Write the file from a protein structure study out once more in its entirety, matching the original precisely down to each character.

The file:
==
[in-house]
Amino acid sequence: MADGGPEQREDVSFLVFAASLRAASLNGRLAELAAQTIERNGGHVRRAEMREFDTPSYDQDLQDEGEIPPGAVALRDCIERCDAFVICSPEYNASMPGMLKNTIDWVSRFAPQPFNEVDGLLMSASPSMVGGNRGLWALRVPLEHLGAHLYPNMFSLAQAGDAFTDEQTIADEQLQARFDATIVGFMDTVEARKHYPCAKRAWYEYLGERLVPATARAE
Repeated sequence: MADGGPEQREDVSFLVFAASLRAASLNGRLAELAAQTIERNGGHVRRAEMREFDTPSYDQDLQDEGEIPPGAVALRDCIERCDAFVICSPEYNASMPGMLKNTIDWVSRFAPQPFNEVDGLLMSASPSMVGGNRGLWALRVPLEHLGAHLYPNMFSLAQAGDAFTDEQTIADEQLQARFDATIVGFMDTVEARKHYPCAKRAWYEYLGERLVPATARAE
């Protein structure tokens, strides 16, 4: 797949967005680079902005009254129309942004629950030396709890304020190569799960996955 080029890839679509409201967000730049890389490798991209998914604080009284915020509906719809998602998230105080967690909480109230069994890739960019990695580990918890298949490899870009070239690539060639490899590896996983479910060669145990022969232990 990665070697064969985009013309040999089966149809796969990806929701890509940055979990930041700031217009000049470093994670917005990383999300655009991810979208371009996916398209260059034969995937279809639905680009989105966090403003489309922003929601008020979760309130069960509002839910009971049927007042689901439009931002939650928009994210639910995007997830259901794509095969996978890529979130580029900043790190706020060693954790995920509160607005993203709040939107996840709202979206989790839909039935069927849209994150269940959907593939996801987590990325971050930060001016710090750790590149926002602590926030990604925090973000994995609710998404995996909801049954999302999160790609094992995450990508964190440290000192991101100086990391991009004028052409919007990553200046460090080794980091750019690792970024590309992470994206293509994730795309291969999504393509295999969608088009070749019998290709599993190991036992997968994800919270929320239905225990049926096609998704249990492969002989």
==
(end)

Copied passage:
[in-house]
Amino acid sequence: MADGGPEQREDVSFLVFAASLRAASLNGRLAELAAQTIERNGGHVRRAEMREFDTPSYDQDLQDEGEIPPGAVALRDCIERCDAFVICSPEYNASMPGMLKNTIDWVSRFAPQPFNEVDGLLMSASPSMVGGNRGLWALRVPLEHLGAHLYPNMFSLAQAGDAFTDEQTIADEQLQARFDATIVGFMDTVEARKHYPCAKRAWYEYLGERLVPATARAE
Repeated sequence: MADGGPEQREDVSFLVFAASLRAASLNGRLAELAAQTIERNGGHVRRAEMREFDTPSYDQDLQDEGEIPPGAVALRDCIERCDAFVICSPEYNASMPGMLKNTIDWVSRFAPQPFNEVDGLLMSASPSMVGGNRGLWALRVPLEHLGAHLYPNMFSLAQAGDAFTDEQTIADEQLQARFDATIVGFMDTVEARKHYPCAKRAWYEYLGERLVPATARAE
């Protein structure tokens, strides 16, 4: 797949967005680079902005009254129309942004629950030396709890304020190569799960996955 080029890839679509409201967000730049890389490798991209998914604080009284915020509906719809998602998230105080967690909480109230069994890739960019990695580990918890298949490899870009070239690539060639490899590896996983479910060669145990022969232990 990665070697064969985009013309040999089966149809796969990806929701890509940055979990930041700031217009000049470093994670917005990383999300655009991810979208371009996916398209260059034969995937279809639905680009989105966090403003489309922003929601008020979760309130069960509002839910009971049927007042689901439009931002939650928009994210639910995007997830259901794509095969996978890529979130580029900043790190706020060693954790995920509160607005993203709040939107996840709202979206989790839909039935069927849209994150269940959907593939996801987590990325971050930060001016710090750790590149926002602590926030990604925090973000994995609710998404995996909801049954999302999160790609094992995450990508964190440290000192991101100086990391991009004028052409919007990553200046460090080794980091750019690792970024590309992470994206293509994730795309291969999504393509295999969608088009070749019998290709599993190991036992997968994800919270929320239905225990049926096609998704249990492969002989």